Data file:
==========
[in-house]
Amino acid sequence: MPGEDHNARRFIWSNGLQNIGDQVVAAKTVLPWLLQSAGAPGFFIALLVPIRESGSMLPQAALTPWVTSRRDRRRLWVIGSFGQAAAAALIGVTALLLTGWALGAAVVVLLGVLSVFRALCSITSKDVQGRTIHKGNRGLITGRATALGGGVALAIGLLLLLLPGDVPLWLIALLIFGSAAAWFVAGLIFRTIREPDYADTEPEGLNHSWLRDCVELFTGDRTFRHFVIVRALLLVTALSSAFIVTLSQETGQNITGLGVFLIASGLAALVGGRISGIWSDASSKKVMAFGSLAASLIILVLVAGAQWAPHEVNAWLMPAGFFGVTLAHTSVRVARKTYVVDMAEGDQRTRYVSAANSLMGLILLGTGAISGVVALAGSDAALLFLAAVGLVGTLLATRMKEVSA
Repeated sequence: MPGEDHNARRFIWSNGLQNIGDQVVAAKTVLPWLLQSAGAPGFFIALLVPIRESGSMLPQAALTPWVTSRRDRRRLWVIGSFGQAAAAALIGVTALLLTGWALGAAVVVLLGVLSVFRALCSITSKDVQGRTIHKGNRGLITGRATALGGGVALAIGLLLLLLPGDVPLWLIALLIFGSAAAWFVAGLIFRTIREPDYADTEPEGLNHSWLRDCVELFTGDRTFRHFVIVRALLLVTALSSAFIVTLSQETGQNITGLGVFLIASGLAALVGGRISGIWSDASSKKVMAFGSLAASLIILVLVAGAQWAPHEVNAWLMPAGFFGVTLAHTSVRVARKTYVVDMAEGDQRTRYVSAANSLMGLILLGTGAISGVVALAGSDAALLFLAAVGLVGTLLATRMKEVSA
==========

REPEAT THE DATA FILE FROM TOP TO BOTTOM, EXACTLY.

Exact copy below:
[in-house]
Amino acid sequence: MPGEDHNARRFIWSNGLQNIGDQVVAAKTVLPWLLQSAGAPGFFIALLVPIRESGSMLPQAALTPWVTSRRDRRRLWVIGSFGQAAAAALIGVTALLLTGWALGAAVVVLLGVLSVFRALCSITSKDVQGRTIHKGNRGLITGRATALGGGVALAIGLLLLLLPGDVPLWLIALLIFGSAAAWFVAGLIFRTIREPDYADTEPEGLNHSWLRDCVELFTGDRTFRHFVIVRALLLVTALSSAFIVTLSQETGQNITGLGVFLIASGLAALVGGRISGIWSDASSKKVMAFGSLAASLIILVLVAGAQWAPHEVNAWLMPAGFFGVTLAHTSVRVARKTYVVDMAEGDQRTRYVSAANSLMGLILLGTGAISGVVALAGSDAALLFLAAVGLVGTLLATRMKEVSA
Repeated sequence: MPGEDHNARRFIWSNGLQNIGDQVVAAKTVLPWLLQSAGAPGFFIALLVPIRESGSMLPQAALTPWVTSRRDRRRLWVIGSFGQAAAAALIGVTALLLTGWALGAAVVVLLGVLSVFRALCSITSKDVQGRTIHKGNRGLITGRATALGGGVALAIGLLLLLLPGDVPLWLIALLIFGSAAAWFVAGLIFRTIREPDYADTEPEGLNHSWLRDCVELFTGDRTFRHFVIVRALLLVTALSSAFIVTLSQETGQNITGLGVFLIASGLAALVGGRISGIWSDASSKKVMAFGSLAASLIILVLVAGAQWAPHEVNAWLMPAGFFGVTLAHTSVRVARKTYVVDMAEGDQRTRYVSAANSLMGLILLGTGAISGVVALAGSDAALLFLAAVGLVGTLLATRMKEVSA